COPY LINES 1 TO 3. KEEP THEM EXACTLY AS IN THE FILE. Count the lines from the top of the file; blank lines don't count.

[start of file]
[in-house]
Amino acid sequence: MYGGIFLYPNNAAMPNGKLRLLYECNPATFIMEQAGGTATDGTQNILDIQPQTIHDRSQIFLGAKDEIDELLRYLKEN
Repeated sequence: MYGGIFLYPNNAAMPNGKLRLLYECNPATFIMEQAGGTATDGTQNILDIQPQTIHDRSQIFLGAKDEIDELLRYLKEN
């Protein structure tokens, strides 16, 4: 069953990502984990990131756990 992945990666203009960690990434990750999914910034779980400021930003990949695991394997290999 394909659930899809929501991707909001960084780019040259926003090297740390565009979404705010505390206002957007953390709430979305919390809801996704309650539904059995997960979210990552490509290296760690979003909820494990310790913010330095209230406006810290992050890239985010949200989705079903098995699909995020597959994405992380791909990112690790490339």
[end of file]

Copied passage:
[in-house]
Amino acid sequence: MYGGIFLYPNNAAMPNGKLRLLYECNPATFIMEQAGGTATDGTQNILDIQPQTIHDRSQIFLGAKDEIDELLRYLKEN
Repeated sequence: MYGGIFLYPNNAAMPNGKLRLLYECNPATFIMEQAGGTATDGTQNILDIQPQTIHDRSQIFLGAKDEIDELLRYLKEN